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As Engine 32 rolled out of the Pullman, WA, Fire Department’s north-area station on Sunday, July 14, 2013, Senior Firefighter Andrew Howell was striking a second and third alarm within seconds of the of the first page at 3:17 A.M.
“We could see the glow before we left the station,” Howell recalled.
Pullman Police Sergeant Dan Dornes radioed to Whitcom, the 9-1-1 center for the area, “Tell Fire, flames are at least 100 feet in the air.” And then Dornes reminded another police officer, Wade Winegardner, to make sure his car and body cameras were activated.
That’s the way one of the biggest fires to hit Pullman began at the Grove Apartment complex, on Northeast Brandi Way, just off of Terre View Drive. During the fire, police officers and firefighters worked separately, but made the effort to keep each other informed.
For the week that followed, police and fire personnel worked together and that collaboration resulted in the arrest of the alleged arsonist just seven days after four apartment buildings under construction, with a value in excess of $13 million, were destroyed. Both departments also used the resources of the Bureau of Alcohol, Tobacco, Firearms and Explosives (ATF), an accelerant dog from the Spokane Valley Fire Department, the State Fire Marshal’s office and laser mapping by the Spokane County Sheriff’s Department.
Fire Captain Don Foster was in charge of Pumper-Ladder 31 as he left the downtown station that morning. “We could see the large candle in the sky. We knew it was new construction and we knew the walls hadn’t been sealed. It was kindling wood.” There were eight apartment units being constructed by College Crest of North Carolina in a site that resembled a bowl. There was a retaining wall of about 50 feet to the south of the complex and on the other side of that mound, was the fully occupied Steptoe Village apartment complex owned by Washington State University (WSU).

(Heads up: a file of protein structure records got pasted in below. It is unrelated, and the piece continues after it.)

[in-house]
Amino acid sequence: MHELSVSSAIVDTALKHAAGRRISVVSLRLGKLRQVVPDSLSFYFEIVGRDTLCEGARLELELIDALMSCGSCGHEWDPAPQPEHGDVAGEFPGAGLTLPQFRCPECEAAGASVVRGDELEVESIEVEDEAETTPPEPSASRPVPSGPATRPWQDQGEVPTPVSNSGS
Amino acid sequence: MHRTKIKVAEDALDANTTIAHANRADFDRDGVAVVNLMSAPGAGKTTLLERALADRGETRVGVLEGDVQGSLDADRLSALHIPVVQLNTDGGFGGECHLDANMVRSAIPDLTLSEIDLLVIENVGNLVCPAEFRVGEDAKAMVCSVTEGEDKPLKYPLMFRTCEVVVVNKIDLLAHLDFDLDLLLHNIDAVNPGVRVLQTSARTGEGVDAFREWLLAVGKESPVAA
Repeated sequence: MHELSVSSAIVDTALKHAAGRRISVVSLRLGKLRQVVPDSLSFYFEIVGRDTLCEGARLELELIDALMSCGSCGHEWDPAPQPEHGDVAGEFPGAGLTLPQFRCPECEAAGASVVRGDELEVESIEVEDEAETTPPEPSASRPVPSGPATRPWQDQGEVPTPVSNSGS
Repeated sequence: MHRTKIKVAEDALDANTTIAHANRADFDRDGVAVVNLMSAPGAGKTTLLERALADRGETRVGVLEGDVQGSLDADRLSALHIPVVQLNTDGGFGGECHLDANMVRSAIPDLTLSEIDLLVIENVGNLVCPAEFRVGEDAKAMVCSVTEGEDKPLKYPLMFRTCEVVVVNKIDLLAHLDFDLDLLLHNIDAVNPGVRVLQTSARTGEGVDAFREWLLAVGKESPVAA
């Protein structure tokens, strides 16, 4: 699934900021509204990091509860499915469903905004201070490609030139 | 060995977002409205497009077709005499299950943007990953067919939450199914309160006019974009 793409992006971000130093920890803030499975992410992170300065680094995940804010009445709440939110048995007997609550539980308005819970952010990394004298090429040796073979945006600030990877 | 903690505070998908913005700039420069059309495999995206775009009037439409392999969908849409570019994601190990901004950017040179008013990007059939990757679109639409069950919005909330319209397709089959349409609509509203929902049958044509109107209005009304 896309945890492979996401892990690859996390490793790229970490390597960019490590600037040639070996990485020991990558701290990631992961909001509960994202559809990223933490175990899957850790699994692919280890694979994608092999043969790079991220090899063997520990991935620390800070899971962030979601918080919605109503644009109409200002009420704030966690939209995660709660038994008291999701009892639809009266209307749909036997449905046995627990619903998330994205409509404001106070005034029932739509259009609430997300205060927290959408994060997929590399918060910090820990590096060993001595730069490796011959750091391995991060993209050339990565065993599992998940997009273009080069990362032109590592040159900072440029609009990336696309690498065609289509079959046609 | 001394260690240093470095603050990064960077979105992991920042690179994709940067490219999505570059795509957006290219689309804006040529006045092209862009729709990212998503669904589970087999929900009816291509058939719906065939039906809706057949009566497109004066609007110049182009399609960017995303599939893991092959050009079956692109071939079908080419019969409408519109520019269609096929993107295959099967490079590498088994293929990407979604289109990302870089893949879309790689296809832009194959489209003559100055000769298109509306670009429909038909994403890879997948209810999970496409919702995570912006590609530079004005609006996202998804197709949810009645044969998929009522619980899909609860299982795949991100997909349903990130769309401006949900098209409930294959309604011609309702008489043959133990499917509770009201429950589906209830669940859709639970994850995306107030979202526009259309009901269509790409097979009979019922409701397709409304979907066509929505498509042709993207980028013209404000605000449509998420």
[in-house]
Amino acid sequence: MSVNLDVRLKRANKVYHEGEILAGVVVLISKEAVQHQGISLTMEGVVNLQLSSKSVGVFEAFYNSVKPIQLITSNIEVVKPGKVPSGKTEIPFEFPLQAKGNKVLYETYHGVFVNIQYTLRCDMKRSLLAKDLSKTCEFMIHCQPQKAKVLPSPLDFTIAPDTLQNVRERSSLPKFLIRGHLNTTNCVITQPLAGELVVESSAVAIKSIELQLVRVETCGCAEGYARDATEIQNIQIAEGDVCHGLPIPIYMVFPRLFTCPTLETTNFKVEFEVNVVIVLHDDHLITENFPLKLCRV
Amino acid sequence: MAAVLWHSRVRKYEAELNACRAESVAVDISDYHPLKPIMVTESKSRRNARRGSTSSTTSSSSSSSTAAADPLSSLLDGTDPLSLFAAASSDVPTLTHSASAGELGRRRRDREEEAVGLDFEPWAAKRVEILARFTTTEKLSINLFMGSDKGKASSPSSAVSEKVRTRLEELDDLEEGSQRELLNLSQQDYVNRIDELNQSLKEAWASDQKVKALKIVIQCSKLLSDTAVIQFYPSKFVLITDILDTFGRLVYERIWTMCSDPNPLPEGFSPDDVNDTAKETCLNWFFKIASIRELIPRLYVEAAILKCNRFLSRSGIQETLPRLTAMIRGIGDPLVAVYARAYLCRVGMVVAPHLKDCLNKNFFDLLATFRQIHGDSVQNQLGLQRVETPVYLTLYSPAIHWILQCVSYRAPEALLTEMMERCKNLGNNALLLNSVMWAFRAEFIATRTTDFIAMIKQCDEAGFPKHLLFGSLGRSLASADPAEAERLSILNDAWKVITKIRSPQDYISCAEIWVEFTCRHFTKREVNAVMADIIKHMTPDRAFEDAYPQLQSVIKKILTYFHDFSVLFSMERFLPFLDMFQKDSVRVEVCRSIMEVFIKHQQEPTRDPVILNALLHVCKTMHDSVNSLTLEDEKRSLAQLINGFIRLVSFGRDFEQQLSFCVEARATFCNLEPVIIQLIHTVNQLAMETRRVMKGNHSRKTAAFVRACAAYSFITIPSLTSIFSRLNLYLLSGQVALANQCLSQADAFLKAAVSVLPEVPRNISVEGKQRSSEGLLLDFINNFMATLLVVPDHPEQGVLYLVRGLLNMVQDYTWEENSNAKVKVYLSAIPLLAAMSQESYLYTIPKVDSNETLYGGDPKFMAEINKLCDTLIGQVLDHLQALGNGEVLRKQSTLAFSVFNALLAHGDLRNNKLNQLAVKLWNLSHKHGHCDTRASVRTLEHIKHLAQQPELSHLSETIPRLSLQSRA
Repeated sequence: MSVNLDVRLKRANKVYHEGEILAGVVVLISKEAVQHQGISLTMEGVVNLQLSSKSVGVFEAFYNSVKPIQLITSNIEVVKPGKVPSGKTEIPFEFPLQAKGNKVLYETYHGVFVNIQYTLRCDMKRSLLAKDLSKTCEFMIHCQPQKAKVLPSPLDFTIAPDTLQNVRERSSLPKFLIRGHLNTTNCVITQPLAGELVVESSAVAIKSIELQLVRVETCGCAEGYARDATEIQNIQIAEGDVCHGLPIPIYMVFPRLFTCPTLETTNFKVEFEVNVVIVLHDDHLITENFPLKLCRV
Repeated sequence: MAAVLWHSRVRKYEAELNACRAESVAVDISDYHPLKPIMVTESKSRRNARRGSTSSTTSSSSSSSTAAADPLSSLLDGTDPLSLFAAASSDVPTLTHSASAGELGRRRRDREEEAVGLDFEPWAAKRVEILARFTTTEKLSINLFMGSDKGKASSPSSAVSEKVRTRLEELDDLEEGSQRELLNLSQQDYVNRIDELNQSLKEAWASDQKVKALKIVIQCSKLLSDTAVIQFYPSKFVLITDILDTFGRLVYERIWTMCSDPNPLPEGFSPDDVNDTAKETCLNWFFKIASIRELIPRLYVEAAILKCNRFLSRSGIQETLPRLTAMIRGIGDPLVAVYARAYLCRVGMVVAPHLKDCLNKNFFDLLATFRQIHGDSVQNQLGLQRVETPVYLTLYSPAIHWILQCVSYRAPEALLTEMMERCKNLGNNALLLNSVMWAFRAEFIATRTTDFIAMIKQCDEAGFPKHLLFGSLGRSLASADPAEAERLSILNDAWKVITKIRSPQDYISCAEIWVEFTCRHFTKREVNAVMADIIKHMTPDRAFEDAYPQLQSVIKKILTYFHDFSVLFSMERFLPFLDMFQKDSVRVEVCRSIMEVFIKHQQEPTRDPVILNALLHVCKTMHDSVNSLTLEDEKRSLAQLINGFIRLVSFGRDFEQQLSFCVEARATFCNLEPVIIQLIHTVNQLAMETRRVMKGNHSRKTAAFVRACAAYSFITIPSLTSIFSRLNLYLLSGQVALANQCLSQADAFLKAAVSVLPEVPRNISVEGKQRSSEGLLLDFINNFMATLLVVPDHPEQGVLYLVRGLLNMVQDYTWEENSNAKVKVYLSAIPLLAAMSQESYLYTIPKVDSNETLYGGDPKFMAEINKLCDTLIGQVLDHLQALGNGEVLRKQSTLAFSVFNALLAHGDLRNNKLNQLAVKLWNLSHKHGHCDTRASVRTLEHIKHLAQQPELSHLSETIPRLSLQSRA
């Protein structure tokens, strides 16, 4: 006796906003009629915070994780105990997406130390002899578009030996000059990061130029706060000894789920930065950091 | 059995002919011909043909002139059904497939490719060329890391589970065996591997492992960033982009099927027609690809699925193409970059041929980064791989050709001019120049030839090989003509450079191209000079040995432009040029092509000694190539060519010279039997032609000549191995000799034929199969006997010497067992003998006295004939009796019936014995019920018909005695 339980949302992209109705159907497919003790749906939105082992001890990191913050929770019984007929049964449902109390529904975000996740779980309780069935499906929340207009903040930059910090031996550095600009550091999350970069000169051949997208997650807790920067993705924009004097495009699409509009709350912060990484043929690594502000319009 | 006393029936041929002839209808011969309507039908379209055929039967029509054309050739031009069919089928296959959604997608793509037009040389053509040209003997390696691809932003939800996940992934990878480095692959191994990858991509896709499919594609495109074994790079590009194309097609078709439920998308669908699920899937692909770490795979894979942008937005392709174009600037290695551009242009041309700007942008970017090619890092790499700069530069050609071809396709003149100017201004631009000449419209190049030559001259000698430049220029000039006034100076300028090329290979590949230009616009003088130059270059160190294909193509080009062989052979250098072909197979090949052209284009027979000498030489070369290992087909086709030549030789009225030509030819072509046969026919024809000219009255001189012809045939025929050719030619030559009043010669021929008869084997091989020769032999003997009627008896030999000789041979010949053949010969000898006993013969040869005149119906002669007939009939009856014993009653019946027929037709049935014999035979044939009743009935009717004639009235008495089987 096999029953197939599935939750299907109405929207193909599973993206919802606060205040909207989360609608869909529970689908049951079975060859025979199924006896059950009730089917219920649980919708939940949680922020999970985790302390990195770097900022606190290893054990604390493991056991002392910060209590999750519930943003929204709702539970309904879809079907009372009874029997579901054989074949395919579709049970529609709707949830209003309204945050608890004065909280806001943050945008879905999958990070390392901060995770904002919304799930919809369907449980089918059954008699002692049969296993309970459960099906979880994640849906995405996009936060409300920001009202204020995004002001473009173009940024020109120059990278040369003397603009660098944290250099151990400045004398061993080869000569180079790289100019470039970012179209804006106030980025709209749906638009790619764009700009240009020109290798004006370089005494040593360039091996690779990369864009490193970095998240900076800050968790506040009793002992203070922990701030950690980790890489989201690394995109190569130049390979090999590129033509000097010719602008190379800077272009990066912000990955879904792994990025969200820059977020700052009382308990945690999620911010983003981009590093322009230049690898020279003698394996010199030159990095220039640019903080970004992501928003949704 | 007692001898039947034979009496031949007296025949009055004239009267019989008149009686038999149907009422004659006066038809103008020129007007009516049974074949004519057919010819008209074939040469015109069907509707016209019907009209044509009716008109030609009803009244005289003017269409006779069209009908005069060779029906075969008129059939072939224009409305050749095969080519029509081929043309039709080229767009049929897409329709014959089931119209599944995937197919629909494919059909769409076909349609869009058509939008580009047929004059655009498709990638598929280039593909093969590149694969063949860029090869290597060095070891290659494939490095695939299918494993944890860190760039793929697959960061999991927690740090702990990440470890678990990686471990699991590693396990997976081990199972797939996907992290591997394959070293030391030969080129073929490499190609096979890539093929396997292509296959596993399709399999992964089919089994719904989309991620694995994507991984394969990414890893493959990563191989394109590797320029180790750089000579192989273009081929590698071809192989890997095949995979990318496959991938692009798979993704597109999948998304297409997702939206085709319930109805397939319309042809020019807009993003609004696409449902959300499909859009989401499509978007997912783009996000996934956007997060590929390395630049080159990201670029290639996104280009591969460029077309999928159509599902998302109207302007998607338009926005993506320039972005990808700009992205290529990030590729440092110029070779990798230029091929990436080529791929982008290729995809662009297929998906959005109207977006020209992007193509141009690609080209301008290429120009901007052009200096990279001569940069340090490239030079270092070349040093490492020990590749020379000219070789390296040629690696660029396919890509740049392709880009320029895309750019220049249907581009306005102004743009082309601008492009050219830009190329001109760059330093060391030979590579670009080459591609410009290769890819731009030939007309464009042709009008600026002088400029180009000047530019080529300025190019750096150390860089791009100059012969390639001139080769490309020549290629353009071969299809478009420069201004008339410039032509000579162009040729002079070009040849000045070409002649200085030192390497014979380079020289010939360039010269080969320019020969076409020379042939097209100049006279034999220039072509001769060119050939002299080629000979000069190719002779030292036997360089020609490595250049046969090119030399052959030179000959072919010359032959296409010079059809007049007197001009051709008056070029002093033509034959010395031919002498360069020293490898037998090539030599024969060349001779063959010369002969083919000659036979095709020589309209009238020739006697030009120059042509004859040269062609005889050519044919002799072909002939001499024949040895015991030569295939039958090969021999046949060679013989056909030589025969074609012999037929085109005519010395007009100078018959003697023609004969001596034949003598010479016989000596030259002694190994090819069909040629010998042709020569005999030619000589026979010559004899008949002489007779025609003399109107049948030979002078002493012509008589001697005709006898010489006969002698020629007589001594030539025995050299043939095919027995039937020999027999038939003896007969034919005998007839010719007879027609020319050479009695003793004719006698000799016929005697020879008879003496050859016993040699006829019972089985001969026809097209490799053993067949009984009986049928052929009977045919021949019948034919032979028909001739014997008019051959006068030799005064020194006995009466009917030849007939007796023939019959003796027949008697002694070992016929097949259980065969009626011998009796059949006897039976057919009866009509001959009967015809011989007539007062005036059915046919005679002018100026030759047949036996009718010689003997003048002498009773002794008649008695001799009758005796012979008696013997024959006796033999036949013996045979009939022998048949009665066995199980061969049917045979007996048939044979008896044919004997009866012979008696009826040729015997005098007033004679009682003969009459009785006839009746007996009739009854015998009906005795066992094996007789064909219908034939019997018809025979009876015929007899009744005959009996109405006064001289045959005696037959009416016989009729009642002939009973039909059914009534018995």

To the north, there was a 30-foot wall along Terre View and another 40-foot earthen wall to the east. On the other side of that wall was the fully occupied Boulder Creek apartment complex.
As the first engine came in from the west, Howell said he could see at first one building fully involved. He told Firefighter Paul Heebink to lay a line and he would do a 360-degree size-up. It was then that Howell said the fire was jumping between buildings, so he began to look at this fire as he would a large wildfire, but he said he thought, “at least here we have water.” After all, there were two hydrants on the property near the engine, but the first one they took had only a trickle of water. The second one was also dry. Investigators found later that construction crews had placed black garbage bags over the dead hydrants that were supposed to come online the next day. The intense heat melted the bags within seconds.
The deck gun drained the engine’s water supply and without a working hydrant, the crews had to reposition and then laid 500 feet of five-inch hose to a working hydrant near the property.
About the same time as crews were hitting the fire with deck guns and 2½-inch lines, Winegardner was evacuating residents from the Boulder Creek apartment and soliciting help from residents to make sure other occupants were out of their units. He and Fire Chief Mike Heston, from the command post on Terre View, could see that the walls on the occupied apartments were off-gassing and starting to smoke. Foster then moved the pumper-ladder into position at Boulder Creek to protect the residents and the structure. Foster dispatched two firefighters with a thermal imaging camera to see if there was any actual fire at Boulder Creek since the sides were smoking. Fortunately, there was none. Another engine, manned by Pullman reserve firefighters, took a position on a construction road between the fire and Boulder Creek apartments, poured water on the fire and cooled down the threat to the occupied units.